GlaxoSmithKline reaches EU regulatory milestone in its flu pandemic vaccine development programme
Friday 15 December 2006, London, UK & Rixensart, Belgium -GlaxoSmithKline Biologicals today announced that Daronrix®, its first generation alum-adjuvanted inactivated whole virus candidate flu vaccine* for use once a pandemic has officially been declared by the WHO/EU, has received a positive opinion from Europe’s Committee for Medicinal Products for Human Use (CHMP). This is a first step in the preparation against a possible H5N1 pandemic.
GSK will submit a second file to the European Regulatory Authorities within the next few weeks for its second generation H5N1 candidate vaccine. This vaccine, which is currently in late-stage development, utilises GSK’s novel proprietary adjuvant system technology. Upon licensure, this second vaccine could potentially be used as part of a proactive pre-pandemic vaccination campaign, helping to prepare the human immune system in advance of a pandemic and give broad protection against different H5N1 strains. This new generation vaccine candidate could also be adapted for use as a pandemic vaccine once the flu strain causing the pandemic has been identified. It also has the added benefit of requiring a substantially lower amount of antigen to raise a strong immune response and gives the ability to produce very large quantities of vaccines for mass vaccination.
Jean Stéphenne, President of GSK Biologicals, the vaccine division of GSK, said: “Receiving this positive opinion today from the CHMP is testament to the company’s ongoing commitment to provide health authorities with concrete options against the threat of an influenza pandemic. I believe, with the imminent filing of our second generation vaccine GSK has brought two solid vaccine solutions to prepare for pandemic or proactive pre-pandemic vaccination.”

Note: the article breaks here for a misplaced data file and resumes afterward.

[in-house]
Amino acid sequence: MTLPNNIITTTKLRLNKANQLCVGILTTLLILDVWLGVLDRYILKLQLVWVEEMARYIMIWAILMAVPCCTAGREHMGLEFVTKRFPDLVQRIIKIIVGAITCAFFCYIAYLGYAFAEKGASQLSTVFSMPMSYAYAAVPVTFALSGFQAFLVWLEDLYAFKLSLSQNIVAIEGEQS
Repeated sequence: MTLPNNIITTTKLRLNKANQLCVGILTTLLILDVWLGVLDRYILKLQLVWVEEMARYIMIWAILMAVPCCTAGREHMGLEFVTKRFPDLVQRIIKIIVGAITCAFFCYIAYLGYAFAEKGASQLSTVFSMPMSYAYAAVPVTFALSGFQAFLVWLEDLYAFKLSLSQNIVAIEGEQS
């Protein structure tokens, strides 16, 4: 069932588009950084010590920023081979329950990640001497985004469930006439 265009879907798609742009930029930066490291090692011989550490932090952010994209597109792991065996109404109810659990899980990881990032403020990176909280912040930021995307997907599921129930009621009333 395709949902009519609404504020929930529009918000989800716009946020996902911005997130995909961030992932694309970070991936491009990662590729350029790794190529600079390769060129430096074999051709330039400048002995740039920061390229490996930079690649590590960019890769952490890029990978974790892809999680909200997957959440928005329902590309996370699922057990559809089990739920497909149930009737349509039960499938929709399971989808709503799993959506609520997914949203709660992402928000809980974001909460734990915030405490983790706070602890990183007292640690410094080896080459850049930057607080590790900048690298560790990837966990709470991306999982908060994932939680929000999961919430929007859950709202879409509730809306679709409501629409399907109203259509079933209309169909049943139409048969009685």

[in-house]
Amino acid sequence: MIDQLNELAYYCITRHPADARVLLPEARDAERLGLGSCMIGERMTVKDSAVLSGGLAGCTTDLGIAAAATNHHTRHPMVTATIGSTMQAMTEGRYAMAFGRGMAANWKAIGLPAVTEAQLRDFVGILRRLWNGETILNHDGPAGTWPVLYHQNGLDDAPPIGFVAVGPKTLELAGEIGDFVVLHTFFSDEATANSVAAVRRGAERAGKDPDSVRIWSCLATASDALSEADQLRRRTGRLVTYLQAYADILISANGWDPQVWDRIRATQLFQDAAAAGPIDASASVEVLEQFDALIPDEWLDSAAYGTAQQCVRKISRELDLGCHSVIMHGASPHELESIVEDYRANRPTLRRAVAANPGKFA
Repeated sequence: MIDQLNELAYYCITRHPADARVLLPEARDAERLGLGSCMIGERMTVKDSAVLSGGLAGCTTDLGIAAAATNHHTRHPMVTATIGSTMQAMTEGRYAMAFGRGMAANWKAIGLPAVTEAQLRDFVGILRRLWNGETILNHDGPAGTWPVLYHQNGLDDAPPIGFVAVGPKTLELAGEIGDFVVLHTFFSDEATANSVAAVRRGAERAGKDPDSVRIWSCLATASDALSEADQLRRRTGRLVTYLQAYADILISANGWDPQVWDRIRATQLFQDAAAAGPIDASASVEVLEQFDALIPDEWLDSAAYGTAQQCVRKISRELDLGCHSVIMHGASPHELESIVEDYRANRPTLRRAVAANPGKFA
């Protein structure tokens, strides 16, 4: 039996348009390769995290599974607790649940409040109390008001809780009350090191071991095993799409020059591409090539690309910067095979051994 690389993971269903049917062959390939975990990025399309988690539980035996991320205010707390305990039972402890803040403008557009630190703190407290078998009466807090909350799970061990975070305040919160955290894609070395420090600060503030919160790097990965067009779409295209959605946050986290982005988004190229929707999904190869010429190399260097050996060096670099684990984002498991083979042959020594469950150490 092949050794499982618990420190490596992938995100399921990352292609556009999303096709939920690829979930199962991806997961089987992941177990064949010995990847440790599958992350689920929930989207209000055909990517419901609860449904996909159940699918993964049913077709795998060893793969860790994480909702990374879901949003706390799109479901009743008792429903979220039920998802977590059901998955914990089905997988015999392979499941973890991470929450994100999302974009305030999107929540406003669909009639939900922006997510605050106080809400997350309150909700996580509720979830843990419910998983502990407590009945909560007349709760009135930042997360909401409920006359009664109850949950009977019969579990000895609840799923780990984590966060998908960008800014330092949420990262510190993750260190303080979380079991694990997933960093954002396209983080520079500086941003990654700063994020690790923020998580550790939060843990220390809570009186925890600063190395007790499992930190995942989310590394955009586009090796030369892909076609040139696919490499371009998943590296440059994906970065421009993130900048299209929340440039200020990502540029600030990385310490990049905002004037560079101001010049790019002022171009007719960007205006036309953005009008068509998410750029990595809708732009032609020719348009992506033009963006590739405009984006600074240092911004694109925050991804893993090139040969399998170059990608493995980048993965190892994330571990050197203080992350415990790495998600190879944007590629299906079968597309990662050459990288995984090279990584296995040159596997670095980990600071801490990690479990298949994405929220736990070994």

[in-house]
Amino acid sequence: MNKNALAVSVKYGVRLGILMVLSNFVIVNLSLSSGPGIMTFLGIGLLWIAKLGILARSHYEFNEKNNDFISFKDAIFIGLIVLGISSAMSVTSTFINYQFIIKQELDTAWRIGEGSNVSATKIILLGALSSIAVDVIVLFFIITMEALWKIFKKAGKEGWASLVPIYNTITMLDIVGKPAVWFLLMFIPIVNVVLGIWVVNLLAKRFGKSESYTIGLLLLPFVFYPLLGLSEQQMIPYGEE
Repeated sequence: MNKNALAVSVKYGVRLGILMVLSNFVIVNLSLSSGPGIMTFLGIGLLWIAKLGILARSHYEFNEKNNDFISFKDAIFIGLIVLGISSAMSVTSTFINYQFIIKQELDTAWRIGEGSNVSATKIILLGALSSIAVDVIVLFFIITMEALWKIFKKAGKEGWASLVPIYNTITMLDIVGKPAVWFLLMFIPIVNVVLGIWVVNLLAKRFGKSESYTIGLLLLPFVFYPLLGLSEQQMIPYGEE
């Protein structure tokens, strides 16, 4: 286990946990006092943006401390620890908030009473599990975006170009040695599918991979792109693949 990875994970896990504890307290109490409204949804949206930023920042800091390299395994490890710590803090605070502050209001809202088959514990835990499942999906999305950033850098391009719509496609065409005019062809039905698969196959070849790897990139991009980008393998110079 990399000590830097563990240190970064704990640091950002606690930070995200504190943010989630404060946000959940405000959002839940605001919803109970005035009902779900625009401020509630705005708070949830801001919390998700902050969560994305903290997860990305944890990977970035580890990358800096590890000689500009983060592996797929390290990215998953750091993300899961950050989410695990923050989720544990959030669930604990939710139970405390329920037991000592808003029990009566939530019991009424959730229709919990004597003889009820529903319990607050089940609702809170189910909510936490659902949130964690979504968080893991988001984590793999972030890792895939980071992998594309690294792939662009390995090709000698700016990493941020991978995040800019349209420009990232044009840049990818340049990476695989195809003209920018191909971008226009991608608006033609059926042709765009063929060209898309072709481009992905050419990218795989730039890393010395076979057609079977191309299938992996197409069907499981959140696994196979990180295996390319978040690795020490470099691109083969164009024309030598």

The submission dossier for the first generation vaccine, which received the positive opinion today, was based on a series of data including a pivotal clinical trial involving 400 healthy adults1. This trial evaluated the safety, reactogenicity and immunogenicity of different doses of the candidate vaccine and compared it to different doses of non-adjuvanted H5N1 influenza vaccine. It was concluded from the study, that two doses containing at least 15mg of H5N1 HA antigen are required to meet the EMEA’s (European Medicines Agency) licensing criteria for seroprotection rate (SP³70%), seroconversion rate (SC³40%) and seroconversion factor (2.5). The vaccine also had a safety and reactogenicity profile similar to non-adjuvanted vaccine1.
GSK’s proprietary-adjuvanted second generation (pre-)pandemic vaccine, which the company expects to file shortly, requires significantly less antigen (3.8mg) to meet the EMEA’s licensing criteria2. This marked reduction in the amount of antigen required to obtain a strong immunogenic response (the so-called ‘antigen-sparing’ phenomenon) should allow more people to be vaccinated in the event of a pandemic.
H5N1 avian influenza infections lead to severe disease in both birds and humans. To date, the WHO has reported 260 human cases of bird flu from 10 countries resulting in 153 deaths3.
Public health experts fear that this virus may evolve into a strain that is easily transmitted between people, triggering a worldwide pandemic4. Influenza pandemics are global outbreaks that involve viruses to which humans have little or no immunity. H5N1 is one such flu virus strain.
GSK, a leader in flu treatment and preparedness
GSK has an active research and development programmetargeted at both seasonal and pandemic influenza and has recently committed over $2 billion to expand capacity for manufacturing flu vaccine and its anti-viral influenza treatment Relenza® (zanamivir for inhalation). In North America, GSK acquired a major influenza vaccine manufacturer, ID Biomedical Corporation in 2005.
GSK is one of the world’s leading research-based pharmaceutical and health care companies. GSK is committed to improving the quality of human life by enabling people to do more, feel better and live longer. For company information visit: www.gsk.com.
Daronrix and Relenza are registered trademarks of the GlaxoSmithKline group of companies
*GSK’s alum-adjuvanted inactivated whole virus candidate pandemic vaccine can only be marketed when the following conditions have been fulfilled:
- There is an official WHO/EU declaration of an influenza pandemic
- The flu strain variation to be introduced into the pandemic vaccine has been approved
1. Hehme N et al. Whole virus alum-adjuvanted pandemic vaccine: safety and immunogenicity data on a vaccine formulated with H5N1. IVW 2006 oral presentation
2. Borkowski A et al. Antigen sparing effect of a novel adjuvant system in a split H5N1 pandemic vaccine. IVW 2006 oral presentation
3. Cumulative number of confirmed human cases of avian influenza A/(H5N1) reported to WHO, 13 November 2006(www.who.int)
4. Global pandemic influenza action plan to increase vaccine supply, WHO September 2006
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